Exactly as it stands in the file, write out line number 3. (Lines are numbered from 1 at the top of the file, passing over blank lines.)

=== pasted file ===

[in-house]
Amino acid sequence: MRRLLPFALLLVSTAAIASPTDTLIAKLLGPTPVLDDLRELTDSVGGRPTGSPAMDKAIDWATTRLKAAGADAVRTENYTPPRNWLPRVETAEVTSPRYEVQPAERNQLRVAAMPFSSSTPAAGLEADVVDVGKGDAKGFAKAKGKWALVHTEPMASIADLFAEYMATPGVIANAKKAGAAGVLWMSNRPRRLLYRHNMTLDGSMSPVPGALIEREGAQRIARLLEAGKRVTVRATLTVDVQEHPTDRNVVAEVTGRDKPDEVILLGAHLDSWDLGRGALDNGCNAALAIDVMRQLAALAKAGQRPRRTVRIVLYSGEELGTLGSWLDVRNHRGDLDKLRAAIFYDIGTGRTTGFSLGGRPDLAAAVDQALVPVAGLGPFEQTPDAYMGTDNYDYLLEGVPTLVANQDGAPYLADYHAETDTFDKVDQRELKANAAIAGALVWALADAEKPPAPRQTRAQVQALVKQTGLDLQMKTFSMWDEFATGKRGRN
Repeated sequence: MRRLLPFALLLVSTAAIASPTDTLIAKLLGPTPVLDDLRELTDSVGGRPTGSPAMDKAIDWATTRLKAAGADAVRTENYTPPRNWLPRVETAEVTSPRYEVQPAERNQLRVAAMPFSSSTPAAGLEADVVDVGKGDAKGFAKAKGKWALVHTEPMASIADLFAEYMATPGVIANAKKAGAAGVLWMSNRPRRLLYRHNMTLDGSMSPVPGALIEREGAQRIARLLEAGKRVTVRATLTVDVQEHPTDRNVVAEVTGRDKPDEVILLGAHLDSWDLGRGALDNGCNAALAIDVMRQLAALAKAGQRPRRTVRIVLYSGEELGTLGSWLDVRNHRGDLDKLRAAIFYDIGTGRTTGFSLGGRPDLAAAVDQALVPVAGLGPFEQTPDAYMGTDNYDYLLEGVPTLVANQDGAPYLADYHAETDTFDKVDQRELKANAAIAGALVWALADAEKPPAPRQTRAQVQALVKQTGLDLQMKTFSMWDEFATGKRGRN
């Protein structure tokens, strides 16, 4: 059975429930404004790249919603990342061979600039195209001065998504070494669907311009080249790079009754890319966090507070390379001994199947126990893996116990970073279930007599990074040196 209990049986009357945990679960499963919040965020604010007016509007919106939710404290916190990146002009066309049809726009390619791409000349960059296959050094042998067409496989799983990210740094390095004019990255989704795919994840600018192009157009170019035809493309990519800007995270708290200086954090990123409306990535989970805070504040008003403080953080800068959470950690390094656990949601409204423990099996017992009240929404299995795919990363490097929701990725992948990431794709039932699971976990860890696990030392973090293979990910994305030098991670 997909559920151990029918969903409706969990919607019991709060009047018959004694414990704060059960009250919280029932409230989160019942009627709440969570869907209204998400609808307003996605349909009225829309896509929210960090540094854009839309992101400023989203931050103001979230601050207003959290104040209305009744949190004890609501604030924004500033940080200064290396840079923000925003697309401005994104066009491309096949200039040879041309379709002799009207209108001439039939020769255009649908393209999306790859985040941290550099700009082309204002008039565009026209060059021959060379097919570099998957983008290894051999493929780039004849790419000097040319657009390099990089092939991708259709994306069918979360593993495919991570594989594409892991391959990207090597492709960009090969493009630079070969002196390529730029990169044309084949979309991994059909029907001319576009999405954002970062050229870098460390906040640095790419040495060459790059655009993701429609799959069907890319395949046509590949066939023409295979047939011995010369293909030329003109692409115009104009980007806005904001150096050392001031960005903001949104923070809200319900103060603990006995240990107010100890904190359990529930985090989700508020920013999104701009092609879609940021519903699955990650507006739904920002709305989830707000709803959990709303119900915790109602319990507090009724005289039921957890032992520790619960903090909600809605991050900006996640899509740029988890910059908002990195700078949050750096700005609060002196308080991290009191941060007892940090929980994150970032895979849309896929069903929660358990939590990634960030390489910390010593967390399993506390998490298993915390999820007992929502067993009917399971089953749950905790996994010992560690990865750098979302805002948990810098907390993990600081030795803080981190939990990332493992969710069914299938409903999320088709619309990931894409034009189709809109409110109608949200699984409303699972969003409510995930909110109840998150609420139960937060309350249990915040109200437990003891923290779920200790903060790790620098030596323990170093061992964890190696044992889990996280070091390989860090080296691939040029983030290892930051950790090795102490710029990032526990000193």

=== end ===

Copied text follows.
Repeated sequence: MRRLLPFALLLVSTAAIASPTDTLIAKLLGPTPVLDDLRELTDSVGGRPTGSPAMDKAIDWATTRLKAAGADAVRTENYTPPRNWLPRVETAEVTSPRYEVQPAERNQLRVAAMPFSSSTPAAGLEADVVDVGKGDAKGFAKAKGKWALVHTEPMASIADLFAEYMATPGVIANAKKAGAAGVLWMSNRPRRLLYRHNMTLDGSMSPVPGALIEREGAQRIARLLEAGKRVTVRATLTVDVQEHPTDRNVVAEVTGRDKPDEVILLGAHLDSWDLGRGALDNGCNAALAIDVMRQLAALAKAGQRPRRTVRIVLYSGEELGTLGSWLDVRNHRGDLDKLRAAIFYDIGTGRTTGFSLGGRPDLAAAVDQALVPVAGLGPFEQTPDAYMGTDNYDYLLEGVPTLVANQDGAPYLADYHAETDTFDKVDQRELKANAAIAGALVWALADAEKPPAPRQTRAQVQALVKQTGLDLQMKTFSMWDEFATGKRGRN